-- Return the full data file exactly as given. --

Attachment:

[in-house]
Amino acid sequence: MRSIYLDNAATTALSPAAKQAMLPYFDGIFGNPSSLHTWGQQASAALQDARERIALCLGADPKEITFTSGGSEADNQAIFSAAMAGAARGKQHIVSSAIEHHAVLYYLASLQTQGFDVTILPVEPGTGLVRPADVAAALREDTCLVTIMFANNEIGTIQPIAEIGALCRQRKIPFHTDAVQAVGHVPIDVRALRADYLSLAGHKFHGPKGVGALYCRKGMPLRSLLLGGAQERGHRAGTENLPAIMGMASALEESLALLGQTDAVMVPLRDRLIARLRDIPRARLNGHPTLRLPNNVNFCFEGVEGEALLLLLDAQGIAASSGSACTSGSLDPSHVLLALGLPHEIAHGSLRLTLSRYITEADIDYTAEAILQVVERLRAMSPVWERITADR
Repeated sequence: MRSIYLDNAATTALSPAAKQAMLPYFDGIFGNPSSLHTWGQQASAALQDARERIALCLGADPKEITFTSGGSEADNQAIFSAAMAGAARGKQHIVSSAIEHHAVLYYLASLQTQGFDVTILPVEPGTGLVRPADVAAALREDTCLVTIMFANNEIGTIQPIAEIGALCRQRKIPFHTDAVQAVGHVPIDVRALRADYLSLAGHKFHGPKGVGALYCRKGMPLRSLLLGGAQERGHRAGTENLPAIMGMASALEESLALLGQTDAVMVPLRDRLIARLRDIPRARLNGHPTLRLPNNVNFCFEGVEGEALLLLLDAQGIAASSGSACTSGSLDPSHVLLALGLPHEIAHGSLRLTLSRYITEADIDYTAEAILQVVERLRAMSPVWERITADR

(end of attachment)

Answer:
[in-house]
Amino acid sequence: MRSIYLDNAATTALSPAAKQAMLPYFDGIFGNPSSLHTWGQQASAALQDARERIALCLGADPKEITFTSGGSEADNQAIFSAAMAGAARGKQHIVSSAIEHHAVLYYLASLQTQGFDVTILPVEPGTGLVRPADVAAALREDTCLVTIMFANNEIGTIQPIAEIGALCRQRKIPFHTDAVQAVGHVPIDVRALRADYLSLAGHKFHGPKGVGALYCRKGMPLRSLLLGGAQERGHRAGTENLPAIMGMASALEESLALLGQTDAVMVPLRDRLIARLRDIPRARLNGHPTLRLPNNVNFCFEGVEGEALLLLLDAQGIAASSGSACTSGSLDPSHVLLALGLPHEIAHGSLRLTLSRYITEADIDYTAEAILQVVERLRAMSPVWERITADR
Repeated sequence: MRSIYLDNAATTALSPAAKQAMLPYFDGIFGNPSSLHTWGQQASAALQDARERIALCLGADPKEITFTSGGSEADNQAIFSAAMAGAARGKQHIVSSAIEHHAVLYYLASLQTQGFDVTILPVEPGTGLVRPADVAAALREDTCLVTIMFANNEIGTIQPIAEIGALCRQRKIPFHTDAVQAVGHVPIDVRALRADYLSLAGHKFHGPKGVGALYCRKGMPLRSLLLGGAQERGHRAGTENLPAIMGMASALEESLALLGQTDAVMVPLRDRLIARLRDIPRARLNGHPTLRLPNNVNFCFEGVEGEALLLLLDAQGIAASSGSACTSGSLDPSHVLLALGLPHEIAHGSLRLTLSRYITEADIDYTAEAILQVVERLRAMSPVWERITADR